27 juni 2012: voor het effect van toevoegen van sorafenib aan andere medicijnen bij borstkanker lees het overzichtsartikel in medscape: Clinical Overview of Sorafenib in Breast Cancer. Onderaan dit artikel hebben we een referentielijst gerelateerd aan dit odnerwerp toegevoegd.

10 september 2008: Bron: persbericht van universiteit van Georgetown.

Wanneer borstkankerpatienten naast hun hormoontherapie (o.a. Arimidex en Femara ) ook sorafenib nemen dan blijkt dat bij 26% de resistentie voor hormoontherapie wordt opgegeven en de hormoonkuur weer werkzaam wordt. Dit blijkt uit een kleinschalige studie bij 22 vrouwen met resistente borstkanker. Sorafenib heeft onder de naam Nexavar bewezen effectief te kunnen zijn bij uitgezaaide nierkanker. Ook zijn er trials bij melanomen gedaan die positieve effecten laten zien van Sorafenib.  Wel bijna altijd in combinatie met andere medicijnen.

Phase II study finds sorafenib helps reverse disease resistance to anti-hormonal therapy

FRIDAY, Sept. 5 (HealthDay News) -- The drug sorafenib may help "re-sensitize" certain breast cancer tumors to anti-hormonal drugs, Georgetown University Medical Center researchers say.

Women with estrogen-receptor or progesterone-receptor positive (ER or PR positive) metastatic breast cancers often take anti-hormonal medicines, such as aromatase inhibitors, to keep the cancer under control. Aromatase inhibitors lower the amount of estrogen in the body.

However, the tumor eventually becomes resistant to anti-hormonal drugs, and the cancer begins to grow.

"At first, the tumor's growth is halted, because the aromatase inhibitor is depriving the cancer of the estrogen it needs to grow. Eventually, though, the cancer will figure out another way to thrive in the absence of the estrogen," Dr. Claudine Isaacs, clinical director of the breast cancer program at Georgetown University Medical Center's Lombardi Comprehensive Cancer Center, said in a university news release.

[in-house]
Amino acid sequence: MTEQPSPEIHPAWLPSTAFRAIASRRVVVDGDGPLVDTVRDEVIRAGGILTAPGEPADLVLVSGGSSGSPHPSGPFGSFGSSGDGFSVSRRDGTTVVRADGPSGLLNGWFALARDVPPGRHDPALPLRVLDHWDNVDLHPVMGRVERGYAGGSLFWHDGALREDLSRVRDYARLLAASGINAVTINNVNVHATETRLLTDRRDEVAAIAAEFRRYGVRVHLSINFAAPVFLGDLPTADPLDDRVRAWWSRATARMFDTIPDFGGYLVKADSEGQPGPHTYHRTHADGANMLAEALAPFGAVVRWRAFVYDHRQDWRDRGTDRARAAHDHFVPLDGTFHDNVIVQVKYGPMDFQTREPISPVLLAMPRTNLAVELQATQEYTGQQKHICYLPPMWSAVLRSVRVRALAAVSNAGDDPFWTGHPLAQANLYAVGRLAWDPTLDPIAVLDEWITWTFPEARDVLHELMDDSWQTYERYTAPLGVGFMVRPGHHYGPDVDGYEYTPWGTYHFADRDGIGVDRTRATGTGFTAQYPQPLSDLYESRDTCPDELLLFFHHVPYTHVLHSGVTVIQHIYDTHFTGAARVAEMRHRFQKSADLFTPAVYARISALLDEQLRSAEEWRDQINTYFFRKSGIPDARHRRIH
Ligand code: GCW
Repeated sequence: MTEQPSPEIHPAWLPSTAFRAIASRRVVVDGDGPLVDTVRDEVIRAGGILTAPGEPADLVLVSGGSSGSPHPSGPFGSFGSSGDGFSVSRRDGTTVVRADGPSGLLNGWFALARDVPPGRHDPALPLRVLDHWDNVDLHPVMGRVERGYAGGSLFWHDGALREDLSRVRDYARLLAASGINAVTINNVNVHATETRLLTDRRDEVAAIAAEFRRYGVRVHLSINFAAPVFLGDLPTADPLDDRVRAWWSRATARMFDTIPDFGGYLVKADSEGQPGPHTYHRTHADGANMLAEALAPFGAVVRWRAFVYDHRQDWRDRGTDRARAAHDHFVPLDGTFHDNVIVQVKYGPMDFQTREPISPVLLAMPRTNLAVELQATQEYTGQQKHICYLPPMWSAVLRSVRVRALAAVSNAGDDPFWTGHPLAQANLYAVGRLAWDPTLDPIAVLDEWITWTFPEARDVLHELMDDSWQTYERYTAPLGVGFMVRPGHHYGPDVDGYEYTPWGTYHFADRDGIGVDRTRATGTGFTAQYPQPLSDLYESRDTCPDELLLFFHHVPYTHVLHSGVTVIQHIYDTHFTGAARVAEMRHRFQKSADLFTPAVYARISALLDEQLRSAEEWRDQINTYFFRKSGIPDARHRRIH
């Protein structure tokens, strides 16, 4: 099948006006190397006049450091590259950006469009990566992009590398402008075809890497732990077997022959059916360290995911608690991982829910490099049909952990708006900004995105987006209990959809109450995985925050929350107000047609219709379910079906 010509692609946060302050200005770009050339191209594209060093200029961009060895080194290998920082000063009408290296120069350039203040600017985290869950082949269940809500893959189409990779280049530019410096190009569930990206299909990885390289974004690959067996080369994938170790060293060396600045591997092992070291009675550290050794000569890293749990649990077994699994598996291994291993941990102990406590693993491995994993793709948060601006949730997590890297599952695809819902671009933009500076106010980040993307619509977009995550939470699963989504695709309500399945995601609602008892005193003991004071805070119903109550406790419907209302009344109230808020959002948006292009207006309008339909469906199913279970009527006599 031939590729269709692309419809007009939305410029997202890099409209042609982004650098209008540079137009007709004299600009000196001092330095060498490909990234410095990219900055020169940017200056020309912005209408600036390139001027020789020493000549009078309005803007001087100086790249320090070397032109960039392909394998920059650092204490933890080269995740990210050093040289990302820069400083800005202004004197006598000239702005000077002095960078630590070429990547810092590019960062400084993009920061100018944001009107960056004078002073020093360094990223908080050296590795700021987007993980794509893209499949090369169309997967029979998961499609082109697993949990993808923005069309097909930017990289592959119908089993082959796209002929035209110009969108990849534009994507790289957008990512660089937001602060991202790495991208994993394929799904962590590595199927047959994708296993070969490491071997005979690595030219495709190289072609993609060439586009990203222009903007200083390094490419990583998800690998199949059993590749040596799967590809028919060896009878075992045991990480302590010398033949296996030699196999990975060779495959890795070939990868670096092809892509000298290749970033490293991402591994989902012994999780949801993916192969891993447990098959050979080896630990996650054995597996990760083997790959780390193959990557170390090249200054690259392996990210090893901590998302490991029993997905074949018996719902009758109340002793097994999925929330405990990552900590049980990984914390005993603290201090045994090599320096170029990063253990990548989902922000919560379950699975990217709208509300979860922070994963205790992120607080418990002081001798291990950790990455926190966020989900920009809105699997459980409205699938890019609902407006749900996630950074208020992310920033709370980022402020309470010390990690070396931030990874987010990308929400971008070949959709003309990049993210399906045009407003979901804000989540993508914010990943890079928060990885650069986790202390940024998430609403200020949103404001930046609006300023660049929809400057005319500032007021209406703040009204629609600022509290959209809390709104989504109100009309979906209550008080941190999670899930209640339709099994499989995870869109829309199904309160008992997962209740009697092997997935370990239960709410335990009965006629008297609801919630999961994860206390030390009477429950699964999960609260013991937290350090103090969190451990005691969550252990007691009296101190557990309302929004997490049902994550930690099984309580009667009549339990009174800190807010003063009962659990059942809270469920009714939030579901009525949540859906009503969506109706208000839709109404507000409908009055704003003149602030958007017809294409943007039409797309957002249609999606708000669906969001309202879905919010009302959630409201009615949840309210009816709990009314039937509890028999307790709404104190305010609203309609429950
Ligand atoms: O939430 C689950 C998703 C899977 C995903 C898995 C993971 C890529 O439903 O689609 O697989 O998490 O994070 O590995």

Isaacs and her colleagues wanted to find out if a new approach can restore the effectiveness of anti-hormonal drugs against these tumors.

The phase II study included 27 postmenopausal women with metastatic breast cancer that had recurred or progressed while the women were taking the aromatase inhibitor anastrozole. Preliminary analysis of study data showed that 26 percent of the women showed a clinical benefit response while taking both sorafenib and anastrozole.

"Given what we know about the ineffectiveness of sorafenib alone in metastatic breast cancer, we believe the benefit that we're seeing may be attributable to the restoration of sensitivity to aromatase inhibitors," Isaacs said. "To manage breast cancer long-term, it's apparent that we may need to continually switch drugs to keep up with how a cancer evolves and evades each approach. In a sense, for each step back, we hope to take two steps forward."

 

The study was to be presented Sept. 5 at the 2008 ASCO breast Cancer Symposium in Washington, D.C. Isaacs is part of the speaker's bureau for Pfizer Inc., which makes the aromatase inhibitor Exemestane.

Clinical overview of sorafenib in breast cancer

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